House Speaker John Boehner may have just become the most sought-after hire on K Street.
It’s too soon to tell whether Boehner, who announced his resignation Friday, will entertain the possibility of a job at a law or lobby firm, a familiar path for former members of Congress and their senior staff.
But those who have worked closely with Boehner say they can’t see their former boss as a corporate lobbyist. Several former members of Boehner’s staff who are now lobbyists believe he’s more likely to join corporate boards or get more involved in Catholic charities than join a well-heeled lobby firm. Boehner, like other House members, would have to wait one year under federal law to become a registered lobbyist. But he could engage in more informal work such as becoming an adviser on policy.
“I can’t imagine he’ll be a registered lobbyist,” said Marc Lampkin, a lobbyist at Brownstein Hyatt who served as general counsel for the House Republican Conference under then-chairman Boehner for three years. “I don’t see him going up and lobbying members of Congress around corporate tax reform, going into member offices, I don’t see that.”
But that doesn’t mean the Ohio Republican, who’s been in the House since 1991, won’t be courted.
“Having been Speaker for such a significant amount of time, a player in and around Washington in Republican politics for such a long time … it would be foolhardy for people not to think he’d be someone who could help them build out relationships, advise corporations and businesses on how Washington works,” Lampkin said. “I don’t think he’ll have any shortage of opportunities to provide advice and counsel to people across the country.”
Dave Schnittger, a longtime aide to Boehner who is now a lobbyist at Squire Patton Boggs, said he shook his former boss’s hand in the Capitol shortly after his resignation announcement. Schnittger worked for Boehner for 21 years, most recently as his deputy chief of staff from 2006 to 2015.
“I shook his hand, I looked at him and said one word, ‘Liberation,'” Schnittger said. “We both laughed.”
Many former congressional leaders have turned to the influence industry as a landing pad. They include former Senate Majority Leader Trent Lott (R-Miss), who is now with Squire Patton Boggs; and Tom Daschle (D-S.D.), who also helmed that chamber and has formed The Daschle Group as a subsidiary of Baker Donelson.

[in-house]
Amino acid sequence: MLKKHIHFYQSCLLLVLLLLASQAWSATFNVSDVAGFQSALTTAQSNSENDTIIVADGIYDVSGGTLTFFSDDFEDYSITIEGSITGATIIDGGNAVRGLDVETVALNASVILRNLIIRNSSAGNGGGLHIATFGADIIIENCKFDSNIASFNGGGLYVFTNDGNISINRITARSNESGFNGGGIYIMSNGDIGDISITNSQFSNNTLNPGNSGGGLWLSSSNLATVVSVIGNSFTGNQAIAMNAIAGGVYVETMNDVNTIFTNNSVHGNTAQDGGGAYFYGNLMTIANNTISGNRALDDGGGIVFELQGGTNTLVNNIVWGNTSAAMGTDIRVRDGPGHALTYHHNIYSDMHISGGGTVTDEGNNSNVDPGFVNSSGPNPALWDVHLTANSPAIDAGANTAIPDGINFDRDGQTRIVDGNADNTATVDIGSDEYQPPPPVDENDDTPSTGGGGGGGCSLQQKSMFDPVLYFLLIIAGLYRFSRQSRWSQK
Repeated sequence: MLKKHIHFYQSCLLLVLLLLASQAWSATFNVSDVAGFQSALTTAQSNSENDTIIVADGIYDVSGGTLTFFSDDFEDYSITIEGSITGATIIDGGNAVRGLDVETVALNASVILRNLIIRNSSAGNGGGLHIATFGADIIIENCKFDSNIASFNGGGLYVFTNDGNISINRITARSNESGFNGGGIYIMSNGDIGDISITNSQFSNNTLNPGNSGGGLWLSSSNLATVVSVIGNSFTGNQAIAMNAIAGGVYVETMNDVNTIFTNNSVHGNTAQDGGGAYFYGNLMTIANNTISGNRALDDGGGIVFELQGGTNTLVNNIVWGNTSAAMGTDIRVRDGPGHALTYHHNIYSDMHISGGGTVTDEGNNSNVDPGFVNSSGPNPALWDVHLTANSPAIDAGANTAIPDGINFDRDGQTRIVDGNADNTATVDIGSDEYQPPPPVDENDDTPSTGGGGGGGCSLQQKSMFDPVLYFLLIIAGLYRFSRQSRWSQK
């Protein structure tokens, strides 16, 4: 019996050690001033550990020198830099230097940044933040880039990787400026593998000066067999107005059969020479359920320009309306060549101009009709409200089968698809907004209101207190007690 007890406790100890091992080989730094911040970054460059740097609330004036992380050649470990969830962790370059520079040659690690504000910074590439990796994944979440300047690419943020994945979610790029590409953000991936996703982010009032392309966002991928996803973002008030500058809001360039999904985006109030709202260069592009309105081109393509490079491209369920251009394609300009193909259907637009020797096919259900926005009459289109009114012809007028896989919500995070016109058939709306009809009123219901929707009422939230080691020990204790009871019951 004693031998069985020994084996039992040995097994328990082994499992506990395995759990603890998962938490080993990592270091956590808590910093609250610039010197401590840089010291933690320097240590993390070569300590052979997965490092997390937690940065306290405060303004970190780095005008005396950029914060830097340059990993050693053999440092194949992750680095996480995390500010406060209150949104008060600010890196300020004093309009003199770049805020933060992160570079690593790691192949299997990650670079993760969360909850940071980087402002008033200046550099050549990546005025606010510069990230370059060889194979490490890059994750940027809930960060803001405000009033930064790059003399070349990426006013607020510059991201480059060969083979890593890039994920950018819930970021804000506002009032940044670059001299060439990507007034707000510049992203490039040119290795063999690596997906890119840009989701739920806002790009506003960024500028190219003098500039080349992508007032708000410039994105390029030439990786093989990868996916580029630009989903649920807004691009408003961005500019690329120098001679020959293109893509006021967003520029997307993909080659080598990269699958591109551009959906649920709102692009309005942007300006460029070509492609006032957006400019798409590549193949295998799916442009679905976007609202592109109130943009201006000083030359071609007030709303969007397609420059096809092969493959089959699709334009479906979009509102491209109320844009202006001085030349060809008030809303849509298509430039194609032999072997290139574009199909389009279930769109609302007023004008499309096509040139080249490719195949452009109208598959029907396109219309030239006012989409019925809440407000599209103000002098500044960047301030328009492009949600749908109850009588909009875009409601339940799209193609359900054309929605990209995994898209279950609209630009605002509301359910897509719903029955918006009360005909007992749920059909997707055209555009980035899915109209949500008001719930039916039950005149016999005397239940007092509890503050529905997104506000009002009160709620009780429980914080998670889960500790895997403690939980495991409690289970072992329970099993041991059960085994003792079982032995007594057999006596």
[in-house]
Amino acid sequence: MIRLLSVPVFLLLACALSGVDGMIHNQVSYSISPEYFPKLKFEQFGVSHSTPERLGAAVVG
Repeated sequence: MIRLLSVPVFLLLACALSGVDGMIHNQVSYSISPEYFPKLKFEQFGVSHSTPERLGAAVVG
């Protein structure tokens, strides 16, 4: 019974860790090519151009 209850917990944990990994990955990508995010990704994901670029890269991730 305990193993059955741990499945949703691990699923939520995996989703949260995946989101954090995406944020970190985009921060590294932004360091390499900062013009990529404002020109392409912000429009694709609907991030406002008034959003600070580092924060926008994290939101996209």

As for Boehner’s future plans, Schnittger said he “suspects [Boehner] and [wife] Debbie will be talking a lot about that over the next few months … I don’t know what his future plans are. I say that with sincerity.”
Schnittger noted that prior to Boehner’s political career, he was a third-generation small-business owner in Ohio, and that the prospect of returning to the private sector is exciting.
“He said thousands of times that he believes government was killing the goose that laid the golden egg — that’s what drove him to run for Congress 20 years ago,” Schnittger said. “He’s never changed that view. On a personal level, it’s exciting to know he has the option of possibly returning to the private sector, as he looks ahead to the future.”
Another former Boehner staffer-turned lobbyist predicted Boehner “will do something bigger and more important than lobbying.”
“I feel like lobbying is too small for him,” the former staffer said. “I think he’s going to do something substantial for a cause he feels strongly about, like charities, something he’s emotionally attached to. But I can’t see him lobbying on corporate interests or working at a law firm, lobbying. I don’t think that’s where his head’s at.”